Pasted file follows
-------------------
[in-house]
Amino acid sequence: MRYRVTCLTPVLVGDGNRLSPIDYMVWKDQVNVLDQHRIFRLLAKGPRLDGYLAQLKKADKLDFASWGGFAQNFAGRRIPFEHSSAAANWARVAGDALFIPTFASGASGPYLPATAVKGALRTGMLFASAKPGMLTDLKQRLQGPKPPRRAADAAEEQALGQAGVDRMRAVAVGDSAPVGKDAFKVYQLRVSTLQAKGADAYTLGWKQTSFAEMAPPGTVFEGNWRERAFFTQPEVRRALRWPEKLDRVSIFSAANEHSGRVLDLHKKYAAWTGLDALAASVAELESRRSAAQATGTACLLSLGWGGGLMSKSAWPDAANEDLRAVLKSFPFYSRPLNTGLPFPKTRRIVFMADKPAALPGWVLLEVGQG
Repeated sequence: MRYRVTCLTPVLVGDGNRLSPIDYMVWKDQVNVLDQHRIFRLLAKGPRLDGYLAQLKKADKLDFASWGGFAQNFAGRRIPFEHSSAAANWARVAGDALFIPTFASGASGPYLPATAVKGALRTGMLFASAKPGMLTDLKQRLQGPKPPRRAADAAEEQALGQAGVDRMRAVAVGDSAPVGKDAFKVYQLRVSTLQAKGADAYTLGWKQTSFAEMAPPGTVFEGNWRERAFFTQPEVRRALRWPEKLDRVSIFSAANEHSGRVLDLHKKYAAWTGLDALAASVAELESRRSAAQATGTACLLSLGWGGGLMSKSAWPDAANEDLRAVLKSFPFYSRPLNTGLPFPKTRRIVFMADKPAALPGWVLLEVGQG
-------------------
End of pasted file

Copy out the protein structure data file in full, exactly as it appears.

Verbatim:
[in-house]
Amino acid sequence: MRYRVTCLTPVLVGDGNRLSPIDYMVWKDQVNVLDQHRIFRLLAKGPRLDGYLAQLKKADKLDFASWGGFAQNFAGRRIPFEHSSAAANWARVAGDALFIPTFASGASGPYLPATAVKGALRTGMLFASAKPGMLTDLKQRLQGPKPPRRAADAAEEQALGQAGVDRMRAVAVGDSAPVGKDAFKVYQLRVSTLQAKGADAYTLGWKQTSFAEMAPPGTVFEGNWRERAFFTQPEVRRALRWPEKLDRVSIFSAANEHSGRVLDLHKKYAAWTGLDALAASVAELESRRSAAQATGTACLLSLGWGGGLMSKSAWPDAANEDLRAVLKSFPFYSRPLNTGLPFPKTRRIVFMADKPAALPGWVLLEVGQG
Repeated sequence: MRYRVTCLTPVLVGDGNRLSPIDYMVWKDQVNVLDQHRIFRLLAKGPRLDGYLAQLKKADKLDFASWGGFAQNFAGRRIPFEHSSAAANWARVAGDALFIPTFASGASGPYLPATAVKGALRTGMLFASAKPGMLTDLKQRLQGPKPPRRAADAAEEQALGQAGVDRMRAVAVGDSAPVGKDAFKVYQLRVSTLQAKGADAYTLGWKQTSFAEMAPPGTVFEGNWRERAFFTQPEVRRALRWPEKLDRVSIFSAANEHSGRVLDLHKKYAAWTGLDALAASVAELESRRSAAQATGTACLLSLGWGGGLMSKSAWPDAANEDLRAVLKSFPFYSRPLNTGLPFPKTRRIVFMADKPAALPGWVLLEVGQG